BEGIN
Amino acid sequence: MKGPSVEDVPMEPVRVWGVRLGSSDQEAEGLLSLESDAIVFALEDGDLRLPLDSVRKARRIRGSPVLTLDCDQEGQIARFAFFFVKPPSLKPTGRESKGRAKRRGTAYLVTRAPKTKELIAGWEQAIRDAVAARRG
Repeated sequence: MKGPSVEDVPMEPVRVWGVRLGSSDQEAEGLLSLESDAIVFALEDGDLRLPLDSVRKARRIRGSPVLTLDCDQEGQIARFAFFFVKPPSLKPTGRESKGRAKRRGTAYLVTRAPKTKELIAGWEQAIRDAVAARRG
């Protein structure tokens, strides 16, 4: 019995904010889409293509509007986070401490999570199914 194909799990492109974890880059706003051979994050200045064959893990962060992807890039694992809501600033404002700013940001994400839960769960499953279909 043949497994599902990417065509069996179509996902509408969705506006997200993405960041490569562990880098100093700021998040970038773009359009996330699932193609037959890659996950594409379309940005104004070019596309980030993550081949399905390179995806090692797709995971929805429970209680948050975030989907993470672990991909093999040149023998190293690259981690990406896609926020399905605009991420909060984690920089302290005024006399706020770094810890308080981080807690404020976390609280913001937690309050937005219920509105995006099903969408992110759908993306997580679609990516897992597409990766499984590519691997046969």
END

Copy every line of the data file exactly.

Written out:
Amino acid sequence: MKGPSVEDVPMEPVRVWGVRLGSSDQEAEGLLSLESDAIVFALEDGDLRLPLDSVRKARRIRGSPVLTLDCDQEGQIARFAFFFVKPPSLKPTGRESKGRAKRRGTAYLVTRAPKTKELIAGWEQAIRDAVAARRG
Repeated sequence: MKGPSVEDVPMEPVRVWGVRLGSSDQEAEGLLSLESDAIVFALEDGDLRLPLDSVRKARRIRGSPVLTLDCDQEGQIARFAFFFVKPPSLKPTGRESKGRAKRRGTAYLVTRAPKTKELIAGWEQAIRDAVAARRG
């Protein structure tokens, strides 16, 4: 019995904010889409293509509007986070401490999570199914 194909799990492109974890880059706003051979994050200045064959893990962060992807890039694992809501600033404002700013940001994400839960769960499953279909 043949497994599902990417065509069996179509996902509408969705506006997200993405960041490569562990880098100093700021998040970038773009359009996330699932193609037959890659996950594409379309940005104004070019596309980030993550081949399905390179995806090692797709995971929805429970209680948050975030989907993470672990991909093999040149023998190293690259981690990406896609926020399905605009991420909060984690920089302290005024006399706020770094810890308080981080807690404020976390609280913001937690309050937005219920509105995006099903969408992110759908993306997580679609990516897992597409990766499984590519691997046969």